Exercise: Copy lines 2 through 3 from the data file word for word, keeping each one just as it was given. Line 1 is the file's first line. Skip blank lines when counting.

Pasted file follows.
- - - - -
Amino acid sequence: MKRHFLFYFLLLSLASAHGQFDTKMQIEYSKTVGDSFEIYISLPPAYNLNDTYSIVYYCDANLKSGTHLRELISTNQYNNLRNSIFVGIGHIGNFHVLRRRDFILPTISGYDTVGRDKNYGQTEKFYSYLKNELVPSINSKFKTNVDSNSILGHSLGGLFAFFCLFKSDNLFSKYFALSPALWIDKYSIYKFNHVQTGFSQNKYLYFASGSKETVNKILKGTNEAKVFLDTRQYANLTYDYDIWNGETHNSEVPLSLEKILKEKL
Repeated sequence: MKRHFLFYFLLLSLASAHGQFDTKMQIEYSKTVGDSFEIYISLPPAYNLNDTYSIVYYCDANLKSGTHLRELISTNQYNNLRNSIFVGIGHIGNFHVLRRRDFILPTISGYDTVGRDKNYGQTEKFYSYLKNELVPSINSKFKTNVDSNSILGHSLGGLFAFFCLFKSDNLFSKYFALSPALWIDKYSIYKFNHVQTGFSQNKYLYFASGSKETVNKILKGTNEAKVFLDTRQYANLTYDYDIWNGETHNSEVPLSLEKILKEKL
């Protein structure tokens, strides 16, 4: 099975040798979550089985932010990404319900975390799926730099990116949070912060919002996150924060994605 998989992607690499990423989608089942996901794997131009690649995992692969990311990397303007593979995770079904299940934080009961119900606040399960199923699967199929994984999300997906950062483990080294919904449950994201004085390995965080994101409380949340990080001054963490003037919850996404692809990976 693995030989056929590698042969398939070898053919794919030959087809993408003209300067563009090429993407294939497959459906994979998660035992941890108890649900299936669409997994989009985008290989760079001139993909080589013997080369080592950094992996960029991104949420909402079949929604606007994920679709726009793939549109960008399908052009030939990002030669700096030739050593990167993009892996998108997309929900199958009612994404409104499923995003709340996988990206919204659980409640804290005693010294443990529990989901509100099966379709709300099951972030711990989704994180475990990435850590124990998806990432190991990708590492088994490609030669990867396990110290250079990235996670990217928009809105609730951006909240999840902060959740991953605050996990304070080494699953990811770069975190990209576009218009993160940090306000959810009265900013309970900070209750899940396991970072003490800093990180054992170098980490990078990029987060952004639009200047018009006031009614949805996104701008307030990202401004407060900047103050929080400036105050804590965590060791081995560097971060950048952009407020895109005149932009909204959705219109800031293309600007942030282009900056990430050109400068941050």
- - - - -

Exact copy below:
Repeated sequence: MKRHFLFYFLLLSLASAHGQFDTKMQIEYSKTVGDSFEIYISLPPAYNLNDTYSIVYYCDANLKSGTHLRELISTNQYNNLRNSIFVGIGHIGNFHVLRRRDFILPTISGYDTVGRDKNYGQTEKFYSYLKNELVPSINSKFKTNVDSNSILGHSLGGLFAFFCLFKSDNLFSKYFALSPALWIDKYSIYKFNHVQTGFSQNKYLYFASGSKETVNKILKGTNEAKVFLDTRQYANLTYDYDIWNGETHNSEVPLSLEKILKEKL
């Protein structure tokens, strides 16, 4: 099975040798979550089985932010990404319900975390799926730099990116949070912060919002996150924060994605 998989992607690499990423989608089942996901794997131009690649995992692969990311990397303007593979995770079904299940934080009961119900606040399960199923699967199929994984999300997906950062483990080294919904449950994201004085390995965080994101409380949340990080001054963490003037919850996404692809990976 693995030989056929590698042969398939070898053919794919030959087809993408003209300067563009090429993407294939497959459906994979998660035992941890108890649900299936669409997994989009985008290989760079001139993909080589013997080369080592950094992996960029991104949420909402079949929604606007994920679709726009793939549109960008399908052009030939990002030669700096030739050593990167993009892996998108997309929900199958009612994404409104499923995003709340996988990206919204659980409640804290005693010294443990529990989901509100099966379709709300099951972030711990989704994180475990990435850590124990998806990432190991990708590492088994490609030669990867396990110290250079990235996670990217928009809105609730951006909240999840902060959740991953605050996990304070080494699953990811770069975190990209576009218009993160940090306000959810009265900013309970900070209750899940396991970072003490800093990180054992170098980490990078990029987060952004639009200047018009006031009614949805996104701008307030990202401004407060900047103050929080400036105050804590965590060791081995560097971060950048952009407020895109005149932009909204959705219109800031293309600007942030282009900056990430050109400068941050």